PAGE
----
One thing that has amazed me is how quickly the new and exciting fade simply because they’re the water that students swim in. I fear that as teachers we quickly assume the next great technological innovation will be the silver bullet that makes teaching easy and effective, capturing the attention of all the students in our rooms and making our job easier. But for those of you who have been around in this profession for a decade or two, have you seen this realized?

Now before you write me off as some luddite, I feel it’s important to explain I teach at a progressive 1-to-1 school, equipped with Chromebooks. I utilize and try to maximize technology in my teaching everyday. I am often the first in the building to try out a new app, platform, or piece of hardware. I coach a VEX robotics team.

I love technology and the new possibilities it opens up for me to be a better teacher and ensure student learning. I just don’t want to lose the good parts of what we already do. I don’t want to chuck out the great things we are doing now, just to surf the latest wave. I don’t want to have the proverbial educational lawn littered with babies. So here are three “babies” to consider as we move to embrace individualized learning and realize its potential.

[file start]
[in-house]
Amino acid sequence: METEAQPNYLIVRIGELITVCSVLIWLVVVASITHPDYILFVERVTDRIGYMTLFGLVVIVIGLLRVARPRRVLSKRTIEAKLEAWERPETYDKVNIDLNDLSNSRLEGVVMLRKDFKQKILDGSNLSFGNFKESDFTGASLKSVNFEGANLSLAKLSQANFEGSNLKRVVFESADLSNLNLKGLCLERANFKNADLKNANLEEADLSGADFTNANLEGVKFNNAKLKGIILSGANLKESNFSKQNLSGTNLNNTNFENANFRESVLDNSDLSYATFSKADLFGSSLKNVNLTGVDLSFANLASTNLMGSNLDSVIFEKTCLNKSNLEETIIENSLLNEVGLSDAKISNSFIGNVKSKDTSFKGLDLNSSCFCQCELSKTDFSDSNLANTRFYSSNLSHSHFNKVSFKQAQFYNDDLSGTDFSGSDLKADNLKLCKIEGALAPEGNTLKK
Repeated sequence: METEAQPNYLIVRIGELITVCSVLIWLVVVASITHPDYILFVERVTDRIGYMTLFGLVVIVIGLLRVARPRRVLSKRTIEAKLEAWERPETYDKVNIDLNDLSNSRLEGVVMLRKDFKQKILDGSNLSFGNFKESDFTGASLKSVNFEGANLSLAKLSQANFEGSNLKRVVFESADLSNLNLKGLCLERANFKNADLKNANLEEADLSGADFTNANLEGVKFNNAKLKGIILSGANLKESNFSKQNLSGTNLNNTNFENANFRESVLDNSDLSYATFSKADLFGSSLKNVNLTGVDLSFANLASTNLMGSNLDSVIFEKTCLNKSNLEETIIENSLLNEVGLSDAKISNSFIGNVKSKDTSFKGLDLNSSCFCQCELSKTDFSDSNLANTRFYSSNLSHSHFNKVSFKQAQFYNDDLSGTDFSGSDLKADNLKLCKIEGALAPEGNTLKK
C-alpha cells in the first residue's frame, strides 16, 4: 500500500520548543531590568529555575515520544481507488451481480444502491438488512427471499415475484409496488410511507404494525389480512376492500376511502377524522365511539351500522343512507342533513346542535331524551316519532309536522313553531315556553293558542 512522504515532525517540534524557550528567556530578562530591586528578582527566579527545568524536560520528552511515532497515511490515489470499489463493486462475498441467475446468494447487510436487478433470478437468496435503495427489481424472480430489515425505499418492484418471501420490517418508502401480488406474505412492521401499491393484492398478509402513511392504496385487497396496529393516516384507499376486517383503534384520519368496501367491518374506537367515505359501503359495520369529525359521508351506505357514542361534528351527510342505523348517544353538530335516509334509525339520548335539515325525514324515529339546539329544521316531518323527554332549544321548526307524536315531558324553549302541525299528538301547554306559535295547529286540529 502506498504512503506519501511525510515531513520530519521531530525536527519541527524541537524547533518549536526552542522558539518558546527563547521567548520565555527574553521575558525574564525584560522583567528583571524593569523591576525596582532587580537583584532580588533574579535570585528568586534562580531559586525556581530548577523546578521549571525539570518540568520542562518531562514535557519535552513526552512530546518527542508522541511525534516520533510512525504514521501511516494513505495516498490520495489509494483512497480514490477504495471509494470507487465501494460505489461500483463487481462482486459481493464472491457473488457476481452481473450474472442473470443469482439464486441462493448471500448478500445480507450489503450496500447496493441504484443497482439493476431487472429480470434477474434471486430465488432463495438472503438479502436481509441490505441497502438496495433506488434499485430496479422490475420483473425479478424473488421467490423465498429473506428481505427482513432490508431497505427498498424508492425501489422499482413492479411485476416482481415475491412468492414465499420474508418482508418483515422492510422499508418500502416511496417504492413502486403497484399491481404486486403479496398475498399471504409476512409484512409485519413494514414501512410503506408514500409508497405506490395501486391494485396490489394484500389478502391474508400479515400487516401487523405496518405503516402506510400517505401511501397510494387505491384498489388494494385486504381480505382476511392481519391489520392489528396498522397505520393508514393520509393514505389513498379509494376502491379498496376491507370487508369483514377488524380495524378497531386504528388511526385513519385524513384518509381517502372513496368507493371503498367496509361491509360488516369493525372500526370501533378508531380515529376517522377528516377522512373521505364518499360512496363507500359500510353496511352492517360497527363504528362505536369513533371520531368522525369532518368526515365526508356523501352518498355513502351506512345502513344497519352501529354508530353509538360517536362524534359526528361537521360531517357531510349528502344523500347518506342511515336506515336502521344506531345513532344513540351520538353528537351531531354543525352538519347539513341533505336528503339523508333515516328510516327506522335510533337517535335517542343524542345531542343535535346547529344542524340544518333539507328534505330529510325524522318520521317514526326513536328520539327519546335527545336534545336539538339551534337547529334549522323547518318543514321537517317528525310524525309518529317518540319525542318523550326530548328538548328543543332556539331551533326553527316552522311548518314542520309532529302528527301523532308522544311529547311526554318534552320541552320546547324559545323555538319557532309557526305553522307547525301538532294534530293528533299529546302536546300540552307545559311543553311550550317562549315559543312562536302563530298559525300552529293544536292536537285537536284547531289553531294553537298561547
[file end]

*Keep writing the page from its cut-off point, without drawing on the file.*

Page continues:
It must start with love

We live in a broken world and I don’t need to convince any of you that many of our students are arriving in our classrooms shellshocked with deep emotional needs. If we create a classroom where individualization means seeing students solely as numbers on a spreadsheet that need to be scheduled, assigned lessons, and evaluated, we will lose the very heart of education. I do not think this is a empty fear. Already schools are moving to increase the number of students a teacher oversees because so much of student time is in front of a screen. I recently attended a major policy conference where a state superintendent of education postulated replacing upper level math teachers with content recorded by “a good college professor.”

Stick with collaboration

As we increase the time students spend in front of screens we must, in equal measure, decrease the time that they spend interacting with other students. If our jobs as teachers is solely to help students efficiently download the knowledge and skills needed to show mastery on district and state exams, then perhaps this is not a cause for concern.